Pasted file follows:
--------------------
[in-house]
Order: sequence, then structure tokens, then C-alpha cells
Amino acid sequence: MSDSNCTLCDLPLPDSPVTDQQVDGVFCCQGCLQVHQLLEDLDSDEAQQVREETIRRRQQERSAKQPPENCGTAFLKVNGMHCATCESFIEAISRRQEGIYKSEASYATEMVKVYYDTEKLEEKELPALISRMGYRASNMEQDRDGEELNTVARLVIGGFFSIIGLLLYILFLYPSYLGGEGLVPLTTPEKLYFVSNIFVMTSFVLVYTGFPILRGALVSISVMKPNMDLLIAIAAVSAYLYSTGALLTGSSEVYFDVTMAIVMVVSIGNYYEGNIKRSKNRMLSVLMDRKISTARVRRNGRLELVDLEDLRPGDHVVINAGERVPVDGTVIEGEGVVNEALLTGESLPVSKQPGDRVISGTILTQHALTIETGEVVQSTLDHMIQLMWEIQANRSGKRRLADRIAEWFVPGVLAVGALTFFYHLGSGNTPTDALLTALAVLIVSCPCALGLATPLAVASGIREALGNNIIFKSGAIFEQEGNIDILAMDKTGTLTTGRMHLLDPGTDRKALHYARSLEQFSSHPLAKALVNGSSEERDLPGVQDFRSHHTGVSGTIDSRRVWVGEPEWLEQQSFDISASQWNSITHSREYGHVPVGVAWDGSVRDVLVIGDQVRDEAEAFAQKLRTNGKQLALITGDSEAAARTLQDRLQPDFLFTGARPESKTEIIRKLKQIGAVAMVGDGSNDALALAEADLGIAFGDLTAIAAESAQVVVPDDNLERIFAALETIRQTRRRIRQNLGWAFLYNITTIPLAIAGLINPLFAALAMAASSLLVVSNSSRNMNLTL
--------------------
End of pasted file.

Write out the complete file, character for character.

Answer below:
[in-house]
Order: sequence, then structure tokens, then C-alpha cells
Amino acid sequence: MSDSNCTLCDLPLPDSPVTDQQVDGVFCCQGCLQVHQLLEDLDSDEAQQVREETIRRRQQERSAKQPPENCGTAFLKVNGMHCATCESFIEAISRRQEGIYKSEASYATEMVKVYYDTEKLEEKELPALISRMGYRASNMEQDRDGEELNTVARLVIGGFFSIIGLLLYILFLYPSYLGGEGLVPLTTPEKLYFVSNIFVMTSFVLVYTGFPILRGALVSISVMKPNMDLLIAIAAVSAYLYSTGALLTGSSEVYFDVTMAIVMVVSIGNYYEGNIKRSKNRMLSVLMDRKISTARVRRNGRLELVDLEDLRPGDHVVINAGERVPVDGTVIEGEGVVNEALLTGESLPVSKQPGDRVISGTILTQHALTIETGEVVQSTLDHMIQLMWEIQANRSGKRRLADRIAEWFVPGVLAVGALTFFYHLGSGNTPTDALLTALAVLIVSCPCALGLATPLAVASGIREALGNNIIFKSGAIFEQEGNIDILAMDKTGTLTTGRMHLLDPGTDRKALHYARSLEQFSSHPLAKALVNGSSEERDLPGVQDFRSHHTGVSGTIDSRRVWVGEPEWLEQQSFDISASQWNSITHSREYGHVPVGVAWDGSVRDVLVIGDQVRDEAEAFAQKLRTNGKQLALITGDSEAAARTLQDRLQPDFLFTGARPESKTEIIRKLKQIGAVAMVGDGSNDALALAEADLGIAFGDLTAIAAESAQVVVPDDNLERIFAALETIRQTRRRIRQNLGWAFLYNITTIPLAIAGLINPLFAALAMAASSLLVVSNSSRNMNLTL